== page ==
Philosophy of Opinion Polls

Public opinion is formed of individual opinions which differ from individual to individual. We can measure public opinion by counting the individuals holding different opinions. Estimation has to be made of the number of opinions which are held on the issue under study, the number of people supporting each view, and the extent of influence or the intensity of the opinions of these people. By intensity is meant the extent to which the opinion-holders might be ready to back up their opinions by resorting to effective action or pressure on the government, such as by resorting to some sort of protest, when their opinions are neglected, which may range from strikes, protest meeting, processions, to revolt and revolution, to press their views if disregarded by the government or the men in power.

We may take a normal example of a community in which people hold different opinions; some are conservatives, others liberals and still others socialists. We can measure the strength of the three types of opinions by counting them by means of an opinion poll. It will show us that the number of me.The usual method is to collect the views of a selected number of sons, which is called a sample, while the people or population from ich the sample is chosen is called ‘universe”. For reasons of accuracy of opinion polls, the sample is so chosen that it is representative of or rtionate to the views of the various groups and parties among the nion-holders or citizens, called respondents or interviewers.

The views obtained from the replies or responses of the respondents by the rviewers according to the questions, the list of which, called stionnaire, is already prepared by the organisers of the public polls, lied pollsters. The views thus collected are known as opinion data, or ply data. Inferences are drawn from the data by the pollsters regarding distribution of opinions among the people, the “universe”, and forecasts made about the probable results of the coming elections and, therefore, t the success or defeat of the various leaders and parties in the tions. This whole process of collecting views or opinion data and of wing inference and making forecasts about future trends in the coming ions is called opinion polls or public opinion surveys.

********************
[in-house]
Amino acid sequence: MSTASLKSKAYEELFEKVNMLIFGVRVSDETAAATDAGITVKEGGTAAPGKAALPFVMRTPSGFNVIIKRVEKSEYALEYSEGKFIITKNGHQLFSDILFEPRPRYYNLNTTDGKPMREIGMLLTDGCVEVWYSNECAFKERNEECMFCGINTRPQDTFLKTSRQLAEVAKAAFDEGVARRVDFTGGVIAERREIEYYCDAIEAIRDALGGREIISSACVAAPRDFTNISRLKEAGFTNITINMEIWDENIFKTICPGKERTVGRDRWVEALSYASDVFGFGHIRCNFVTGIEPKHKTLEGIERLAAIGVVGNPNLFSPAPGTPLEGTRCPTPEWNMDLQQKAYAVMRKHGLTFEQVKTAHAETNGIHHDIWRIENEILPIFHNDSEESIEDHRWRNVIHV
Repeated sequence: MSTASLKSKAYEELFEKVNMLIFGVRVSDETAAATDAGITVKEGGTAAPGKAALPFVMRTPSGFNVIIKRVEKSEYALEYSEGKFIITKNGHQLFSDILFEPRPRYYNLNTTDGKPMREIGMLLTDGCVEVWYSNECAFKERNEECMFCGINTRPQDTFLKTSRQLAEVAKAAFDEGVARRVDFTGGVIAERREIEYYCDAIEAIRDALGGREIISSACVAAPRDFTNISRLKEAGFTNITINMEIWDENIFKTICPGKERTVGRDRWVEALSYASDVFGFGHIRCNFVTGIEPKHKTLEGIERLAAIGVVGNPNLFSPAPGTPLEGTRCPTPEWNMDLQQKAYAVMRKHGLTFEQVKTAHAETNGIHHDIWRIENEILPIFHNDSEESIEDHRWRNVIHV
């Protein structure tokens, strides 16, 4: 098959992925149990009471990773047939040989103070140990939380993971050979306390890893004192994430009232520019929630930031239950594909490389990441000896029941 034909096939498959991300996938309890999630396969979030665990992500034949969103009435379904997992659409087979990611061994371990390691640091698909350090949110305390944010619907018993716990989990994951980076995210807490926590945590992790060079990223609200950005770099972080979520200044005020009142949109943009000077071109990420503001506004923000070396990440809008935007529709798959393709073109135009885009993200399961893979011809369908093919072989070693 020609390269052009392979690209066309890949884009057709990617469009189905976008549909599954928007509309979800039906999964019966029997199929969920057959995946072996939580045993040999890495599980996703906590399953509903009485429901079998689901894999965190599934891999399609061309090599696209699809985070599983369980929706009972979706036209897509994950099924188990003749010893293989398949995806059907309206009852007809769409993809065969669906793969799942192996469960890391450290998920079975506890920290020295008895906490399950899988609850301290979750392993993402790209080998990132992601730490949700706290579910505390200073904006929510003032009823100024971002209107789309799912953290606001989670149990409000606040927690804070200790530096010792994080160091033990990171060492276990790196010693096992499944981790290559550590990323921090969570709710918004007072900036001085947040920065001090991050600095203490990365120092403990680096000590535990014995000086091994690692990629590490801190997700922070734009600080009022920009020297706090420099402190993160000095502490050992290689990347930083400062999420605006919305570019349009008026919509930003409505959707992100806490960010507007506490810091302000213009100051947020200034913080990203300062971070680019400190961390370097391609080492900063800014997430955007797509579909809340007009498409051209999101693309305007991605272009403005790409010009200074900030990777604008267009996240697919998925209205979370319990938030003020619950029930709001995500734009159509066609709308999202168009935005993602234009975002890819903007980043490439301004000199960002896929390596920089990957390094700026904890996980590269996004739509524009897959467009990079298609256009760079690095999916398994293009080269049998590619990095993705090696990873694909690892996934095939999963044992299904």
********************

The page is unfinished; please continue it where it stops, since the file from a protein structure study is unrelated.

There are old and new methods of undertaking opinion polls, ich are divided into three kinds: accidental sampling, quota sampling and dom sampling.

We shall first give a few examples of accidental method of opinion lls. This method was first used by newspapers, magazines or radio dcasters to obtain information on such questions as how many people a given newspaper or magazine or listen to the radio. It was also loyed by market researchers to find out what are the likes and dislikes the people or buyers about various consumer goods. For this purpose, llots are printed in newspapers or magazines, which could be clipped and rned to the poll researchers. This method is still used by newspapers in istan to assess the views of the people on some issues, either public or cerning the newspapers in question. Ballots can also be left in shops and es, from where they are collected by the pollsters. Yet another teresting method was to collect the opinions of the crowds on the roads, s-stands or in the railway trains at certain hours of the day. The people in places were interviewed, that is, question asked, and their opinions ly recorded by the interviewers. 

More frequently, the ballots are sent to certain selected persons ose addresses have been found from telephone directories or from

It may be possible in some future lime when electronic devices and computer technology are so developed that the whole people may press electronic buttons and the result may be shown or recorded on a display board.

conservative opinion-holders is, say, about 20%, that of the socialist opinion-holders 50%, and of the liberal opinion-holders is 30%-. Now, by measuring the proportion of various opinion-holders we will know beforehand the voting behaviour of these people at the time of election, if it is contested by three parties. Thus opinion surveys enable us to forecast election results in advance. However, in one-party elections, as under a dictator or autocrat, including even the so-called partyless elections, there is no need for opinion polls, for election results are a foregone conclusion: the dictator will always get, say 99% votes.